When they strike up the music on Saturday and christen the new Fayetteville Street in downtown Raleigh, Marc Scruggs will be somewhere in the crowd, smiling. Probably he’ll be in front of the historic Briggs Building at 220 Fayetteville St., which used to be his family’s hardware store and is now home to various offices and, on the ground floor, the Raleigh City Museum.
Without doubt, credit for reopening the city’s historic main street to vehicular traffic, after 30 years as a mall, goes to Mayor Charles Meeker, who made it his top priority–along with building the new convention center–when he took office in 2001.
Scruggs himself says it will be Meeker’s legacy: “I give all the credit to Charles for stepping up, recognizing the need, and building the consensus for it.”
Still, six years before Meeker, there was Scruggs, who all alone on the City Council went to bat for the idea of reopening Fayetteville Street.
Newly elected, Scruggs learned that the city was about to spend $800,000 for patch-up to the sad-sack mall. When he asked city staff how much it would cost to tear the thing out and restore the street, he was told $2 million. Armed with that information, he went to the Council’s Public Works Committee.
“I got totally slammed,” he says. He can laugh about it now, but at the time, it was devastating. “I mean, I just got steamrolled.”
Well, those were the days of conservative government in Raleigh, when Tom Fetzer was the mayor and John Odom ran the public works committee. The council was Republican, as Scruggs was at the time. He’s since become a Democrat.
But where his GOP colleagues saw no need to spend an extra dollar downtown, Scruggs thought it made “good business sense” to invest in what was, even then, in its underdeveloped state, Raleigh’s most valuable real estate.
Restore the street, with the old on-street parking, and retail business would come back, he argued, not just on Fayetteville Street, but on the surrounding downtown streets as well. Kind of the way he remembered it when he was growing up.
Scruggs’ earliest memories are of prying open the upstairs windows in the four-story Briggs Hardware building and watching Raleigh’s Christmas parade pass below at nightfall. Back then, in the ’60s–he’s 46 now–Briggs also held a “toy show” at the holidays. This was before Toys “R” Us and Wal-Mart, of course. Briggs Hardware was the biggest toy seller in town, he says, and between that and the parade, downtown Raleigh “was like a festival” to him.
He also remembers 1976, when the city put in the mall over the vehement objections of his grandfather, former Mayor James Briggs. His granddad was so mad, Scruggs recalls, that when the pavement was taken up, he threw mustard seed all over the dirt.
“He said that’d do Raleigh a lot more good than the mall was going to,” Scruggs says.
Sure enough, Briggs Hardware became “a 10-2 business,” with customers who came at lunchtime from their downtown offices but otherwise shunned a store they couldn’t drive to the front of. State government was a steady buyer, which helped. But then it, too, started moving out of downtown, Scruggs says.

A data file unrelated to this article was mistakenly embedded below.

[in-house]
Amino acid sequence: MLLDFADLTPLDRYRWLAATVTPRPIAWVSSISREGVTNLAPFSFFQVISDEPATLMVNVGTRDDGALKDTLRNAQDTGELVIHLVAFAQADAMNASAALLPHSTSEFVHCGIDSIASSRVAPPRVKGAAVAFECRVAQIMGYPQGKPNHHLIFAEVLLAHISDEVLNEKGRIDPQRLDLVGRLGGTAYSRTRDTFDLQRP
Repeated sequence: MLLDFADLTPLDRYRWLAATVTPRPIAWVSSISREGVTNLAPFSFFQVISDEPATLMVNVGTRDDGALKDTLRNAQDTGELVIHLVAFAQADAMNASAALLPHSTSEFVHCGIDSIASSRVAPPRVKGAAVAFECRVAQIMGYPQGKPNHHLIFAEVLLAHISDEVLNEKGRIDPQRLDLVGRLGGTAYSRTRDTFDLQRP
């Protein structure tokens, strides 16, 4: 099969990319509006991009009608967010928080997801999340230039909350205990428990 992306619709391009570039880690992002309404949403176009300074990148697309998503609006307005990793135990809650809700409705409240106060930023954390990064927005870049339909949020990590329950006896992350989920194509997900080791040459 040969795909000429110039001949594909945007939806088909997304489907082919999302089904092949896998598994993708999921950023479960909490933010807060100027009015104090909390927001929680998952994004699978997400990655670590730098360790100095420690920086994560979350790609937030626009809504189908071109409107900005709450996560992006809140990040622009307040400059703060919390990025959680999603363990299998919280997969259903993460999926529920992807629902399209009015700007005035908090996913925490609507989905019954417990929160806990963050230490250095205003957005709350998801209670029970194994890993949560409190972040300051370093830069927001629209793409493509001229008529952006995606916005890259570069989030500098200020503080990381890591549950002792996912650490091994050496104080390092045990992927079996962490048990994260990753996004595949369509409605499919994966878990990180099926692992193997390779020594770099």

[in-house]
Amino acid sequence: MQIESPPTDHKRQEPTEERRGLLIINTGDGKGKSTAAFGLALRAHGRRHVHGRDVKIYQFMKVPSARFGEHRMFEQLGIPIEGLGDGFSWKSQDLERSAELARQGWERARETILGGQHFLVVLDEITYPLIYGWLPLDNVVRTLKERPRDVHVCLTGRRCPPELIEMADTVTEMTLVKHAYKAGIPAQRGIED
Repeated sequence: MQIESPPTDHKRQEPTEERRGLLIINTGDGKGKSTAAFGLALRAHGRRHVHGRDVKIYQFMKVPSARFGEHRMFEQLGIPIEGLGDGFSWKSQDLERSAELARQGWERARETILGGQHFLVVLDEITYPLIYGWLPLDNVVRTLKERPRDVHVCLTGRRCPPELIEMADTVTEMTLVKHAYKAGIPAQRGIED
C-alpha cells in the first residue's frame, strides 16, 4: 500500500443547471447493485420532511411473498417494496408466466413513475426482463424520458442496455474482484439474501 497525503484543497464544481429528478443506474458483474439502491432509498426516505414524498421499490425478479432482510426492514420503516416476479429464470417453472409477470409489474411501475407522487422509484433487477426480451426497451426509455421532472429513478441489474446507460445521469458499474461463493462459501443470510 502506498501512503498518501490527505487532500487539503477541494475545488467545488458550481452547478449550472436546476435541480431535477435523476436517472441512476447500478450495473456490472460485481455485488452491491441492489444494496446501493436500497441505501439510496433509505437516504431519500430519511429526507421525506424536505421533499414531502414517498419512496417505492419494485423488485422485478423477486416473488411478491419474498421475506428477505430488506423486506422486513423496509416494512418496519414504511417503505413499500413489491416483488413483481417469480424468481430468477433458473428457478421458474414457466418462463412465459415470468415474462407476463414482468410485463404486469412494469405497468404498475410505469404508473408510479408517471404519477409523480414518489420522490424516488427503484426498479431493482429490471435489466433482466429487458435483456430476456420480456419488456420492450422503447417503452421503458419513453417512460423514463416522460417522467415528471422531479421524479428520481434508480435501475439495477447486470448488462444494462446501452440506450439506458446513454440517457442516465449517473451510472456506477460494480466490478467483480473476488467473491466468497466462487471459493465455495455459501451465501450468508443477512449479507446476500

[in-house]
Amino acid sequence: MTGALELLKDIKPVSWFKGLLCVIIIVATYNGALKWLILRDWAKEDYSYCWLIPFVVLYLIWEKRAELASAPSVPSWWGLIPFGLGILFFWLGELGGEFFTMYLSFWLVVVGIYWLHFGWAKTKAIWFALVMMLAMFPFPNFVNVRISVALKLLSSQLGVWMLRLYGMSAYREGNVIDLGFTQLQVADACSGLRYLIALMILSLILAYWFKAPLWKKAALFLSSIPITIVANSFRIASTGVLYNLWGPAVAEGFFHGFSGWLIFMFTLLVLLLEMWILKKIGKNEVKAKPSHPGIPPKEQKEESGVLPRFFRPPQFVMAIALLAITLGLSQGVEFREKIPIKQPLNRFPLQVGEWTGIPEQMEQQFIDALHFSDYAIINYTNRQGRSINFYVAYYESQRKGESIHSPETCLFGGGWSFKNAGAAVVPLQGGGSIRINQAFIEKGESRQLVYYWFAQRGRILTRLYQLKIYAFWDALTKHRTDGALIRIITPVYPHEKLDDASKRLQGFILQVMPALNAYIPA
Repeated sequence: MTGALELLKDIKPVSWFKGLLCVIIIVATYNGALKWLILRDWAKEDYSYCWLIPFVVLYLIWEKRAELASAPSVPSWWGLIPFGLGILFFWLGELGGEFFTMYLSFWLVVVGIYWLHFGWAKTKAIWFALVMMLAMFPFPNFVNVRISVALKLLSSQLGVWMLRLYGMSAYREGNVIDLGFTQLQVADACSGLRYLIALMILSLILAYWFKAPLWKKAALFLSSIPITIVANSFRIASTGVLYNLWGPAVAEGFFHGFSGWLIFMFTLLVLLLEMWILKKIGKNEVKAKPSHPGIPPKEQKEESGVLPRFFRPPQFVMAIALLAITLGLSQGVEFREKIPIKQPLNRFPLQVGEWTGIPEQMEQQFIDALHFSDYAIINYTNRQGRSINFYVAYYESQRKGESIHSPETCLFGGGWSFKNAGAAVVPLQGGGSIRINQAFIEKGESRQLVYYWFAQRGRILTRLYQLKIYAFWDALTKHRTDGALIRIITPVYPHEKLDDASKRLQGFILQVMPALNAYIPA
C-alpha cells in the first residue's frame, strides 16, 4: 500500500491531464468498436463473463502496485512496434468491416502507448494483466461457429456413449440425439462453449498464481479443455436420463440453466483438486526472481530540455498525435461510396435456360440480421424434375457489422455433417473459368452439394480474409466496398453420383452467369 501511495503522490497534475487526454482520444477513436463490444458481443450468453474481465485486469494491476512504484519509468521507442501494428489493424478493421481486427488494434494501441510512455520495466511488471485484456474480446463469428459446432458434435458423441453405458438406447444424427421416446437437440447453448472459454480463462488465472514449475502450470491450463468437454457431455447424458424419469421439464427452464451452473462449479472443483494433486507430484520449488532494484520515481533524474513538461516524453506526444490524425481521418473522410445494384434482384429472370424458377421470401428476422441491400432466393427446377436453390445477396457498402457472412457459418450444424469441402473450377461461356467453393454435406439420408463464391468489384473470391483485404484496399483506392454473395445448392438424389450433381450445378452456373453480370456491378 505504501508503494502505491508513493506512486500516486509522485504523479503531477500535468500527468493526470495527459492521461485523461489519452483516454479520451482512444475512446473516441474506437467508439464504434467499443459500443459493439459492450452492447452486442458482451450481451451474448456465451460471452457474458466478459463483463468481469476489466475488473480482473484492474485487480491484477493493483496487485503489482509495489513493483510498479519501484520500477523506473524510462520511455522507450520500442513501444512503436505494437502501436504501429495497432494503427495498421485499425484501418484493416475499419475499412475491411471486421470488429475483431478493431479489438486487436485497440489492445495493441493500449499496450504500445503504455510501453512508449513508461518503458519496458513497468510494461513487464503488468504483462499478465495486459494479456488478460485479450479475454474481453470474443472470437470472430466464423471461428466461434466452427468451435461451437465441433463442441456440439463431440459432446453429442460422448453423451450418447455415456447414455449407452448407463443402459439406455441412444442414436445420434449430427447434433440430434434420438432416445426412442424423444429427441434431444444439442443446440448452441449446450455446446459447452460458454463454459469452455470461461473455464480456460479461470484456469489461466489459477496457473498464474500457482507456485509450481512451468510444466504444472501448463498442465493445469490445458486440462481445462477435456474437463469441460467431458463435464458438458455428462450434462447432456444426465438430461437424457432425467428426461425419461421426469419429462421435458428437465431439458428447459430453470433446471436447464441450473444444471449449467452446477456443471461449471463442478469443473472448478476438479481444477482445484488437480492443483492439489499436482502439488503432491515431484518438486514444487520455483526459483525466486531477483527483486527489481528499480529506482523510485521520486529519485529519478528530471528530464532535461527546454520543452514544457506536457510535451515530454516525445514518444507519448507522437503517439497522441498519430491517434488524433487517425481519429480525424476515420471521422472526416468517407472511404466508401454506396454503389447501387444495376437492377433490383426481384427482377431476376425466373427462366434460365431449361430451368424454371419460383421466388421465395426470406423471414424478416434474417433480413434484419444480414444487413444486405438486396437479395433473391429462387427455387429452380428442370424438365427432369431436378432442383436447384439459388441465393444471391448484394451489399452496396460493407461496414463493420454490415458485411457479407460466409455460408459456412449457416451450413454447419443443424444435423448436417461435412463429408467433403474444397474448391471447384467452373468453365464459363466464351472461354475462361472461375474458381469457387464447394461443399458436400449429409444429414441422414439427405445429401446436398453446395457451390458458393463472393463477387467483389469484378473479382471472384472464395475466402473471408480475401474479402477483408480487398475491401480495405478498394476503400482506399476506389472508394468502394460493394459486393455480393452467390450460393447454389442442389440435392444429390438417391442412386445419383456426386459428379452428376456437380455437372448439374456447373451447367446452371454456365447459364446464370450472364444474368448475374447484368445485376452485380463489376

And eventually, so did Briggs, which is out on Atlantic Avenue today. Scruggs opened his own store, called Marc’s Hardware, in the Ridgewood Shopping Center on Wade Avenue. He left the council after three terms–six years–and while he’s thought about running for other offices since, his family and his business have come first.
Closing Fayetteville Street had the effect of “cutting off circulation” right in the middle of downtown, Scruggs says. People felt unsafe on the mall at night, when they’d be virtually alone, and it wasn’t long before they came to view all of downtown that way. Meanwhile, the suburbs beckoned.
Scruggs’ fellow council members, though they wouldn’t ditch the mall, did start the ball rolling in a new direction when they purchased the former Hudson-Belk department store building on the mall–now the condo project called The Hudson–and backed the group that became the Downtown Raleigh Alliance.
On the other hand, his fellow Republicans didn’t appreciate Scruggs’ attempts to work across the aisle with the council’s Democrats.
“Was I ostracized in the party for it? Sure I was, I make no bones about that,” he says. So he changed parties.
Meeker’s council, with a Democratic majority, has “made a good start downtown,” Scruggs thinks. Now what’s needed is second-stage planning, with more specific direction from the city about where stores and residences are supposed to go, perhaps with some form of tax deferment for small businesses that follow the plan. (Something that would require special state legislation, Scruggs adds.)
All that said, however, Scruggs is “a big skeptic” about the $215 million convention center, and he’s not a fan of the $20 million subsidy for the convention center hotel either. And he’s really not a fan of the new-fangled Fayetteville Street design, with its skinny, 40-foot roadbed and its extra-wide sidewalks.
“This is not anything I had in mind,” he said last week, watching as workmen hurried to finish a street project that’s ballooned to a cost of $9.3 million–and that’s just for phase one, which is reopening the first four blocks of the seven-block stretch between the Capitol and the Progress Energy Center for the Performing Arts. “I don’t understand why such a narrow street.”
“Raleigh Wide Open,” a celebration of the new Fayetteville Street and its many downtown offspring, starts Saturday, July 29 with ceremonies and a parade at 6 p.m. For details, visit www.godowntownraleigh.com.